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Happy Friday morning.
Breaking last night: The Senate passed its version of the FY2024 defense authorization bill in a blowout 86-11 vote, two weeks after House Republicans pushed through a party-line bill packed with controversial culture-war provisions. This puts the two chambers on a collision course over the must-pass legislation. It’s the House GOP vs. the Senate and the White House.
In many ways, this will mirror the government funding fight, with the Senate expected to pass at least some spending bills with bipartisan majorities and the House struggling to adopt theirs with GOP-only votes.
Leader Look: Congress is now out until early September. That sound you hear is lawmakers scattering on codels around the world and party leaders hitting the road to rake in campaign dollars.
We’re going to spend a few minutes this morning discussing the House and Senate leadership and the challenges they face going into September, which will be the most difficult period of the year.
Remember: When Congress returns, lawmakers will have just a few weeks to avert a government shutdown. So let’s dig in.
Speaker Kevin McCarthy: McCarthy is now a full seven months into his speakership and we can say one thing definitively about him — he’s survived. No one has filed a motion to strip McCarthy of the speaker’s gavel despite the weekly rollercoaster that is the House Republican Conference.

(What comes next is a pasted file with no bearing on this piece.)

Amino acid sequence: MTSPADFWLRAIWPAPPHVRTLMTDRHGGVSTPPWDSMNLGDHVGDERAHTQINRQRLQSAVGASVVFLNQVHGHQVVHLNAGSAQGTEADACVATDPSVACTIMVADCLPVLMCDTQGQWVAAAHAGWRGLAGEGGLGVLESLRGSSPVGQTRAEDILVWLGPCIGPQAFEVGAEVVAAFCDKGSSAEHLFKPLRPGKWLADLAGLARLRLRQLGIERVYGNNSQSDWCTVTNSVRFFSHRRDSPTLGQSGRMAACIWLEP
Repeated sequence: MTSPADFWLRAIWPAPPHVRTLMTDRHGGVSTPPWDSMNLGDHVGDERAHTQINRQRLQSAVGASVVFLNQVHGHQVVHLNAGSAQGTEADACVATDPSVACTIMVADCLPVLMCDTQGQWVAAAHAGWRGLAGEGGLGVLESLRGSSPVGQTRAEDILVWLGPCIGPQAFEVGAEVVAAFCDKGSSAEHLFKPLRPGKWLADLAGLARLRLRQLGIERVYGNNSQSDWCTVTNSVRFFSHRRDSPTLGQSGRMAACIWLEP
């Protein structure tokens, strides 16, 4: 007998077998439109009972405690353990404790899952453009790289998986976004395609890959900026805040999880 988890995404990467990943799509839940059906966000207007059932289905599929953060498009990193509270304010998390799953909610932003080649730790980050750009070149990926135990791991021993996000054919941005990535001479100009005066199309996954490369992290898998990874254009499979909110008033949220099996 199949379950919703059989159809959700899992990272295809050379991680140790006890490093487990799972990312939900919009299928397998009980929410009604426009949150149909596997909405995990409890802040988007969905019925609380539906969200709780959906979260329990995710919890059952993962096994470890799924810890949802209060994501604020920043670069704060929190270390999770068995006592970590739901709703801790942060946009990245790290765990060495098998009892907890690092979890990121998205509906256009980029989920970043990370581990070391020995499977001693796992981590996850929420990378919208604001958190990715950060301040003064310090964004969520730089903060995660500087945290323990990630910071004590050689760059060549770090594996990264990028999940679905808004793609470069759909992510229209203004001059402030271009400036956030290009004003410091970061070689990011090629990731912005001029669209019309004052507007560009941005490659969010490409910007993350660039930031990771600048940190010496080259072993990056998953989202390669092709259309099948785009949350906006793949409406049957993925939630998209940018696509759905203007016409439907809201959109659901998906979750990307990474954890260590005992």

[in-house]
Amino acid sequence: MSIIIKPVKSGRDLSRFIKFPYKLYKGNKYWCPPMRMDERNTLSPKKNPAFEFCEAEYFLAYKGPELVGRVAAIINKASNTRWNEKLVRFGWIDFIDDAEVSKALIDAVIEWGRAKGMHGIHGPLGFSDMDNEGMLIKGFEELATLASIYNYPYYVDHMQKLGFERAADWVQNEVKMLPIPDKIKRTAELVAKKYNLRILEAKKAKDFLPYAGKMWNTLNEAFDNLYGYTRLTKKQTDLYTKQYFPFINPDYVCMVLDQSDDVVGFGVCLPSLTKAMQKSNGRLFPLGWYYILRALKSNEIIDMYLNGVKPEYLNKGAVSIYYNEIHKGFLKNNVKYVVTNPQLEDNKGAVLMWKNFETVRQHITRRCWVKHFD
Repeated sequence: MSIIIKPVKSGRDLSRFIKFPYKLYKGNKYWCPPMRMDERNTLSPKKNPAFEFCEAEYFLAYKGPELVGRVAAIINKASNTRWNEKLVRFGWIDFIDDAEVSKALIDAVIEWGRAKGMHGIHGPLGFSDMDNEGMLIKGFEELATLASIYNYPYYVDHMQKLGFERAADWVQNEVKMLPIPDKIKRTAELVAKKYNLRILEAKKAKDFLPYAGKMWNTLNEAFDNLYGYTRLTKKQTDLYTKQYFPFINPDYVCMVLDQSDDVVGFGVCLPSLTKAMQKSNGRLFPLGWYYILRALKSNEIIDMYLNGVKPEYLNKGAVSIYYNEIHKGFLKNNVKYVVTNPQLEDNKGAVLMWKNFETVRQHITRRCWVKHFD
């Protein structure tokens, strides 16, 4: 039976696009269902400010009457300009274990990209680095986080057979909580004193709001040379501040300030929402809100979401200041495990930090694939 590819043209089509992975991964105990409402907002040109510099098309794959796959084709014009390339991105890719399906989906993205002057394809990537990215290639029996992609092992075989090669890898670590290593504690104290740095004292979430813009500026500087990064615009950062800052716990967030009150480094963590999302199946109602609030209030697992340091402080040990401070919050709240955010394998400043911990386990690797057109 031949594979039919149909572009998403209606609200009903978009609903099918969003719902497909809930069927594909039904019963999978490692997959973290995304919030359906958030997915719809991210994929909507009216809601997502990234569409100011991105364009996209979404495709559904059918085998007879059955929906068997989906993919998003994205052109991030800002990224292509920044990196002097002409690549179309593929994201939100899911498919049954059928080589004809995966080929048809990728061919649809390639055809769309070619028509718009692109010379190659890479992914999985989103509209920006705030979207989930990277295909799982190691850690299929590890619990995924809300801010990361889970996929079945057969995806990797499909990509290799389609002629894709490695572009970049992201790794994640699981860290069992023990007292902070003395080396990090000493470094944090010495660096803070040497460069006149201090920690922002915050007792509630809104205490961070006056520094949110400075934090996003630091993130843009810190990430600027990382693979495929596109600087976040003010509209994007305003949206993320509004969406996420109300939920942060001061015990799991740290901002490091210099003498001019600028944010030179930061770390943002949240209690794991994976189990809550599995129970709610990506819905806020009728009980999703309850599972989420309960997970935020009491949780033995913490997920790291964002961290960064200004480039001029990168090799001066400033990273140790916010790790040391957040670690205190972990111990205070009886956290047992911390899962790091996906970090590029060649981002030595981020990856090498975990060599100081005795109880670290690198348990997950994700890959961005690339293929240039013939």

But the next few months will fully challenge McCarthy and his leadership team. The reality is this — barring a major shift in direction by House Republicans, the federal government is on a path to shut down this fall. What McCarthy has to figure out is what he wants to try to extract from Democrats in order to fund federal agencies. Try is the operative word. He may not be able to get anything.
The obstacles facing McCarthy are steep. The House GOP’s appropriations bills — in the unlikely event they pass all 12 of them — will be tens of billions of dollars less than the Senate’s version. McCarthy will have little leverage with Senate Democrats or the White House. That’s with a House Republican Conference that keeps saying that they aren’t afraid of a shutdown. This isn’t a good formula.
Senate Majority Leader Chuck Schumer: The Senate just finished up the defense authorization bill, a win for Schumer as he was facing pressure from both parties to get this done before the August recess. Plus, Schumer packed the NDAA with bipartisan amendments to counter China, a key priority for the majority leader. And it passed with 86 votes!